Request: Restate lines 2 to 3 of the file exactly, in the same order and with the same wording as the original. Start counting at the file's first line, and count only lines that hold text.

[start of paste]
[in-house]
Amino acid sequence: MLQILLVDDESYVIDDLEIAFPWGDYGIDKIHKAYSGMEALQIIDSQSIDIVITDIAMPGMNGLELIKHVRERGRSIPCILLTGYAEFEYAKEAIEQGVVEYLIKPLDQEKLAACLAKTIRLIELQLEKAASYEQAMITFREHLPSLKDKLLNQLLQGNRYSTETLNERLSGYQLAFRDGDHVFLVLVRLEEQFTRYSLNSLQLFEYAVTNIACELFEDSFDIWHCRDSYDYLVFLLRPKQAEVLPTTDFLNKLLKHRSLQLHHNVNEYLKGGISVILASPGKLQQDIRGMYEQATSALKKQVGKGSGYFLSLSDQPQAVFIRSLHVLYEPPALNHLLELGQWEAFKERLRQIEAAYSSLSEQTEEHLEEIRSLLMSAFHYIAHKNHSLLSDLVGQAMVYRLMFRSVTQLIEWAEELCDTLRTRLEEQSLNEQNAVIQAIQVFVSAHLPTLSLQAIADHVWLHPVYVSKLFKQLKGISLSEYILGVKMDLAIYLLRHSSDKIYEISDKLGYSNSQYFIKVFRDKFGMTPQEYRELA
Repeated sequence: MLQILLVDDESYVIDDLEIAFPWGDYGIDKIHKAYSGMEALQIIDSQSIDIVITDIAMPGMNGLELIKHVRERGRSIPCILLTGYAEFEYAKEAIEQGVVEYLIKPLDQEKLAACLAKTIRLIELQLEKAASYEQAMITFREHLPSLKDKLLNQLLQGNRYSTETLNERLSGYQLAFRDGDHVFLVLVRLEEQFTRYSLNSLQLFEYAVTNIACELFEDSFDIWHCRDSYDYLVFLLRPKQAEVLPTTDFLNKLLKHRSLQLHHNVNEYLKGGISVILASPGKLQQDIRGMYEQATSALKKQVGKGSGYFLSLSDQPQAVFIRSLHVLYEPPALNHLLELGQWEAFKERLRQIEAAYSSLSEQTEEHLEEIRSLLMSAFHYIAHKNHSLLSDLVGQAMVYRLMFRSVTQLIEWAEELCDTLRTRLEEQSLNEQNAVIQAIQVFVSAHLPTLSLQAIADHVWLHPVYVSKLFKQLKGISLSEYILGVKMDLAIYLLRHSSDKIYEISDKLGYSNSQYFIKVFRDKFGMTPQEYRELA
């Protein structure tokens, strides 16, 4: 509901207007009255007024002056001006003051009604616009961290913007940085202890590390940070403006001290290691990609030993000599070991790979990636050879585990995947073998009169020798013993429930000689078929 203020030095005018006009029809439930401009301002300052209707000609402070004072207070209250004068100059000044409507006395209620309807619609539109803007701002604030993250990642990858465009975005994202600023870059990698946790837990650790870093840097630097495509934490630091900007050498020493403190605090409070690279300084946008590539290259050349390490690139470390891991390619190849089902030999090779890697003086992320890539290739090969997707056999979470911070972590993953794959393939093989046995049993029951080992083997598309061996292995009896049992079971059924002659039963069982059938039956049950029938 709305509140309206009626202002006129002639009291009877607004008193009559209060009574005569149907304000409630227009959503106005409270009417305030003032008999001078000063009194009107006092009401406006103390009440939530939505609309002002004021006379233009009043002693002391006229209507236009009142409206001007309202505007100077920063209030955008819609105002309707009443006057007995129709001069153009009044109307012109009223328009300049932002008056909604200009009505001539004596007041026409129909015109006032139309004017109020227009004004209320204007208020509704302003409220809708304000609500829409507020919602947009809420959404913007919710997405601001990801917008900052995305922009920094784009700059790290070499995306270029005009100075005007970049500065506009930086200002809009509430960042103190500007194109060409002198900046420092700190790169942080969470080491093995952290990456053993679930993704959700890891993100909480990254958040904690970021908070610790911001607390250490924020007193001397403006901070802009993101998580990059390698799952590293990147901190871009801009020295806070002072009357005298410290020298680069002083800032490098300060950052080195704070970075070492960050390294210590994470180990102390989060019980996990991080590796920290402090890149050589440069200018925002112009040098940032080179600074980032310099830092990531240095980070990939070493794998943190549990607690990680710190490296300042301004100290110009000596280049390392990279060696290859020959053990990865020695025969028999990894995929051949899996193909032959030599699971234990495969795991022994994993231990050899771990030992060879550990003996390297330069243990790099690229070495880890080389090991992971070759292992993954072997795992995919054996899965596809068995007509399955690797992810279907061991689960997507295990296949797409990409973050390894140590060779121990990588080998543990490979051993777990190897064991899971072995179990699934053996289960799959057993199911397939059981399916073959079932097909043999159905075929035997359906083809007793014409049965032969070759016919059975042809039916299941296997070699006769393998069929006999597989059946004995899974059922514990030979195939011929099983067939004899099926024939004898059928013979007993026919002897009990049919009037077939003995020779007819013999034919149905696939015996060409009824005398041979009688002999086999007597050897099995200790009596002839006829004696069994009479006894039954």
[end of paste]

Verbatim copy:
Amino acid sequence: MLQILLVDDESYVIDDLEIAFPWGDYGIDKIHKAYSGMEALQIIDSQSIDIVITDIAMPGMNGLELIKHVRERGRSIPCILLTGYAEFEYAKEAIEQGVVEYLIKPLDQEKLAACLAKTIRLIELQLEKAASYEQAMITFREHLPSLKDKLLNQLLQGNRYSTETLNERLSGYQLAFRDGDHVFLVLVRLEEQFTRYSLNSLQLFEYAVTNIACELFEDSFDIWHCRDSYDYLVFLLRPKQAEVLPTTDFLNKLLKHRSLQLHHNVNEYLKGGISVILASPGKLQQDIRGMYEQATSALKKQVGKGSGYFLSLSDQPQAVFIRSLHVLYEPPALNHLLELGQWEAFKERLRQIEAAYSSLSEQTEEHLEEIRSLLMSAFHYIAHKNHSLLSDLVGQAMVYRLMFRSVTQLIEWAEELCDTLRTRLEEQSLNEQNAVIQAIQVFVSAHLPTLSLQAIADHVWLHPVYVSKLFKQLKGISLSEYILGVKMDLAIYLLRHSSDKIYEISDKLGYSNSQYFIKVFRDKFGMTPQEYRELA
Repeated sequence: MLQILLVDDESYVIDDLEIAFPWGDYGIDKIHKAYSGMEALQIIDSQSIDIVITDIAMPGMNGLELIKHVRERGRSIPCILLTGYAEFEYAKEAIEQGVVEYLIKPLDQEKLAACLAKTIRLIELQLEKAASYEQAMITFREHLPSLKDKLLNQLLQGNRYSTETLNERLSGYQLAFRDGDHVFLVLVRLEEQFTRYSLNSLQLFEYAVTNIACELFEDSFDIWHCRDSYDYLVFLLRPKQAEVLPTTDFLNKLLKHRSLQLHHNVNEYLKGGISVILASPGKLQQDIRGMYEQATSALKKQVGKGSGYFLSLSDQPQAVFIRSLHVLYEPPALNHLLELGQWEAFKERLRQIEAAYSSLSEQTEEHLEEIRSLLMSAFHYIAHKNHSLLSDLVGQAMVYRLMFRSVTQLIEWAEELCDTLRTRLEEQSLNEQNAVIQAIQVFVSAHLPTLSLQAIADHVWLHPVYVSKLFKQLKGISLSEYILGVKMDLAIYLLRHSSDKIYEISDKLGYSNSQYFIKVFRDKFGMTPQEYRELA